Boot camps can be held indoors at a gym, outdoors in a park or on a beach, in a backyard — anywhere there’s room for running, jumping and sweating. Some instructors also provide DVD and online boot camps. You can also find boot camps tailored to your heart’s desire, such as bikini boot camp, or boot camps for new mothers. Boot camps offer an intense workout and are usually led by energetic instructors pushing you to do your best, but unlike military boot camp drill sergeants, fitness boot camp instructors typically don’t use intimidation or punishment to spur you on. Check with your doctor before starting a boot camp if you have health concerns, and always let your instructor know ahead of time if you have injuries.

What do you need for kickboxing?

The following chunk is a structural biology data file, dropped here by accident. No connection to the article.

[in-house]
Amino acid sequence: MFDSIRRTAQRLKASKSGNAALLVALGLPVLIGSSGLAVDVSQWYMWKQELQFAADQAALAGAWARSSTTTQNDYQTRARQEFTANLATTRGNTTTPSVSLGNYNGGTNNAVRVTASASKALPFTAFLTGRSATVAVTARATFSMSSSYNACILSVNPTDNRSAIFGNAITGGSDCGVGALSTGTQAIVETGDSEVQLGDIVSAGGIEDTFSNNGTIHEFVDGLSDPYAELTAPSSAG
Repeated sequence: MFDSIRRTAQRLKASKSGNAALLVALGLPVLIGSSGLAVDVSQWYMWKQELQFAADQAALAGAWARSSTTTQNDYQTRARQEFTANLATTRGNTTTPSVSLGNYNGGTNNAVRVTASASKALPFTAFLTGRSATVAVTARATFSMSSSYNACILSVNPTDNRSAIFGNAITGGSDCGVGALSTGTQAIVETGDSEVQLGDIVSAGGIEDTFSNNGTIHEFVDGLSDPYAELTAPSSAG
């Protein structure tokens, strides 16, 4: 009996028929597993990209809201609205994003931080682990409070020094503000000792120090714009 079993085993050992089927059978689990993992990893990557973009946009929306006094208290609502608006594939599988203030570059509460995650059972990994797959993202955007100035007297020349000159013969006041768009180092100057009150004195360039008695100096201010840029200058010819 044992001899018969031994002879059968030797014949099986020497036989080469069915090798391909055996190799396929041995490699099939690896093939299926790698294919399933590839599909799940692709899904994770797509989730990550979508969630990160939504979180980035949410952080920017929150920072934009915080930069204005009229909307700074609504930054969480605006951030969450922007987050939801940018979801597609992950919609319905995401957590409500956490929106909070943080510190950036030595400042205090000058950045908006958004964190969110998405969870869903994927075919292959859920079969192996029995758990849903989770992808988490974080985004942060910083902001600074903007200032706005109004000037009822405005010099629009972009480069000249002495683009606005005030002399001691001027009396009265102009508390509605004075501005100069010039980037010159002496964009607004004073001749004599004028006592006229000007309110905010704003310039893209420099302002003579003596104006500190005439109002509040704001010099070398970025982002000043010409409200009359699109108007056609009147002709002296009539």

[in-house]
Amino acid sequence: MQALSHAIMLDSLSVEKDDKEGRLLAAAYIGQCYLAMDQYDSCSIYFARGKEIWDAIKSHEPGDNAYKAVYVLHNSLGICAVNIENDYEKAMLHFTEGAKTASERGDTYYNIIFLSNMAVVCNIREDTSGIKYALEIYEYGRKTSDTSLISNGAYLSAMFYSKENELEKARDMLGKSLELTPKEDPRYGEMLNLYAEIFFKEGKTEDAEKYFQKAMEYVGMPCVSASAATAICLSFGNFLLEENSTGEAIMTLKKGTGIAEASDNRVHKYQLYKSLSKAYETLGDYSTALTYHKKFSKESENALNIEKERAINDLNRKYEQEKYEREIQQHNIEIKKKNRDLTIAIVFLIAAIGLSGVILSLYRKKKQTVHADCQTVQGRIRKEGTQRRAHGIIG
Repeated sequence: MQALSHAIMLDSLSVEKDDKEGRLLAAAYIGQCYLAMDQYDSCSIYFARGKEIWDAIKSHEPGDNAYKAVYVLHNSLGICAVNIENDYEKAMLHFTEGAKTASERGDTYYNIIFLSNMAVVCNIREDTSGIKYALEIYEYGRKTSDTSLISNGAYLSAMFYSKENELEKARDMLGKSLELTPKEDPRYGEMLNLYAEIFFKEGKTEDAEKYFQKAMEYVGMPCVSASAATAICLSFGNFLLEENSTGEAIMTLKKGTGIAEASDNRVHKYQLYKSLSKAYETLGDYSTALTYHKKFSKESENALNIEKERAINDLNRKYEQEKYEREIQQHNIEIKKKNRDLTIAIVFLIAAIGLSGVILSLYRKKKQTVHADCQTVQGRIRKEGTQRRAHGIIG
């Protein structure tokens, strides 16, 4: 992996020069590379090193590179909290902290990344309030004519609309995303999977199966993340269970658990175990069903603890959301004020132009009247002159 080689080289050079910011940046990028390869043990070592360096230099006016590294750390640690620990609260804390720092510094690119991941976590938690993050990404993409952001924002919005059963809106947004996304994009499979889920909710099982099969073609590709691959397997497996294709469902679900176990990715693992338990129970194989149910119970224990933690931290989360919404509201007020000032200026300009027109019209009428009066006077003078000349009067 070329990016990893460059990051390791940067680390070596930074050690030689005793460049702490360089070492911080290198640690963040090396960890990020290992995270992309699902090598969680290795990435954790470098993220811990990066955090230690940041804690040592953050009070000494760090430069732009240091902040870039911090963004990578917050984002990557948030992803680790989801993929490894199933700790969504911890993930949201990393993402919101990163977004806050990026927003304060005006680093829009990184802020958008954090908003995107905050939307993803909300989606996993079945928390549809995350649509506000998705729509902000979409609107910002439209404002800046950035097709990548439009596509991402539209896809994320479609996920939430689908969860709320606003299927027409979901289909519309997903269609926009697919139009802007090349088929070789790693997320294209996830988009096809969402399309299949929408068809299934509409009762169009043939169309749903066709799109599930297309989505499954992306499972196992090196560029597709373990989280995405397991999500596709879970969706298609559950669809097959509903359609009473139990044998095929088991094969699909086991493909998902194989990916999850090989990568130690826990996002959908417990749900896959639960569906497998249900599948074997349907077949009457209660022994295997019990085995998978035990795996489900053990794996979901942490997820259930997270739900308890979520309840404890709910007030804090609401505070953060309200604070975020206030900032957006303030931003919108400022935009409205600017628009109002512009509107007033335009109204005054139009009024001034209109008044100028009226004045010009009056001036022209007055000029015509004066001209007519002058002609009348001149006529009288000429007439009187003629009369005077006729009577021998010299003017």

What you need to bring to kickboxing depends on where you are working out and what your goals are. For a gym or fitness club’s cardio-based group kickboxing class that does not use punching bags, you generally need only appropriate workout gear and enough water. For kickboxers who are training in a martial arts studio, working one-on-one with a trainer toward a specific goal or sparring with competitors, you will need your own boxing gloves (12- to 16-ounce gloves provide more protection for beginners) and hand wraps (to protect and support your hands under the gloves, as well as keep them dry). If your lessons are in a martial arts studio, you may not be permitted to wear shoes, so bring clean socks if you don’t like to go barefoot. If your training includes sparring, you may be required to wear a mouthguard and/or protective headgear. Whether you’re in a group fitness class or hardcore training session, bring a sweat towel for your comfort and the comfort of people around you.